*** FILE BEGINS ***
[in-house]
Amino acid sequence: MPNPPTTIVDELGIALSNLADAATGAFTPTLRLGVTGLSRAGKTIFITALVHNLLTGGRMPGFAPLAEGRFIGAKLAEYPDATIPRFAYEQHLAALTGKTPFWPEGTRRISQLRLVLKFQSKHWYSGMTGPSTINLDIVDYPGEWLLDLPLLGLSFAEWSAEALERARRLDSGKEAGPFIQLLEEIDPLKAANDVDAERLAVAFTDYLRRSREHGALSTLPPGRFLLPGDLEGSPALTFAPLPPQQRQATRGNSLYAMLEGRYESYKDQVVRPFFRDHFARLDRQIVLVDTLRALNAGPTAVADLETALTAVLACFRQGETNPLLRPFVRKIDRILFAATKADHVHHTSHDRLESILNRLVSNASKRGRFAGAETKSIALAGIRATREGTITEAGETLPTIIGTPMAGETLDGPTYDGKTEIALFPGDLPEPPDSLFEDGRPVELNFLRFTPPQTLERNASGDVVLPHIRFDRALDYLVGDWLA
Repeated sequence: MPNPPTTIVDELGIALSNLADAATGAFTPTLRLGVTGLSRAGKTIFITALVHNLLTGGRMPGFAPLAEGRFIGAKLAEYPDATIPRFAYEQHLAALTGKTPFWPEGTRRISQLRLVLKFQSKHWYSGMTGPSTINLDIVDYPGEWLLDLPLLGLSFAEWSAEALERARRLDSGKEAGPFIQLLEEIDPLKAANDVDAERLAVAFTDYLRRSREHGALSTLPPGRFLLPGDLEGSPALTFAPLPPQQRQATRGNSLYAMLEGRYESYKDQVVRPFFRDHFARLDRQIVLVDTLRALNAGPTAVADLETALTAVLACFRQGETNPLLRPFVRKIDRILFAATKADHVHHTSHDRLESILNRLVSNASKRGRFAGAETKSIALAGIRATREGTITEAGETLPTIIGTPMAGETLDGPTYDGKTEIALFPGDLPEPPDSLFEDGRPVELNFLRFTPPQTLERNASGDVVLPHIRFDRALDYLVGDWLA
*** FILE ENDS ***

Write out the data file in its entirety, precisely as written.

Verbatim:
[in-house]
Amino acid sequence: MPNPPTTIVDELGIALSNLADAATGAFTPTLRLGVTGLSRAGKTIFITALVHNLLTGGRMPGFAPLAEGRFIGAKLAEYPDATIPRFAYEQHLAALTGKTPFWPEGTRRISQLRLVLKFQSKHWYSGMTGPSTINLDIVDYPGEWLLDLPLLGLSFAEWSAEALERARRLDSGKEAGPFIQLLEEIDPLKAANDVDAERLAVAFTDYLRRSREHGALSTLPPGRFLLPGDLEGSPALTFAPLPPQQRQATRGNSLYAMLEGRYESYKDQVVRPFFRDHFARLDRQIVLVDTLRALNAGPTAVADLETALTAVLACFRQGETNPLLRPFVRKIDRILFAATKADHVHHTSHDRLESILNRLVSNASKRGRFAGAETKSIALAGIRATREGTITEAGETLPTIIGTPMAGETLDGPTYDGKTEIALFPGDLPEPPDSLFEDGRPVELNFLRFTPPQTLERNASGDVVLPHIRFDRALDYLVGDWLA
Repeated sequence: MPNPPTTIVDELGIALSNLADAATGAFTPTLRLGVTGLSRAGKTIFITALVHNLLTGGRMPGFAPLAEGRFIGAKLAEYPDATIPRFAYEQHLAALTGKTPFWPEGTRRISQLRLVLKFQSKHWYSGMTGPSTINLDIVDYPGEWLLDLPLLGLSFAEWSAEALERARRLDSGKEAGPFIQLLEEIDPLKAANDVDAERLAVAFTDYLRRSREHGALSTLPPGRFLLPGDLEGSPALTFAPLPPQQRQATRGNSLYAMLEGRYESYKDQVVRPFFRDHFARLDRQIVLVDTLRALNAGPTAVADLETALTAVLACFRQGETNPLLRPFVRKIDRILFAATKADHVHHTSHDRLESILNRLVSNASKRGRFAGAETKSIALAGIRATREGTITEAGETLPTIIGTPMAGETLDGPTYDGKTEIALFPGDLPEPPDSLFEDGRPVELNFLRFTPPQTLERNASGDVVLPHIRFDRALDYLVGDWLA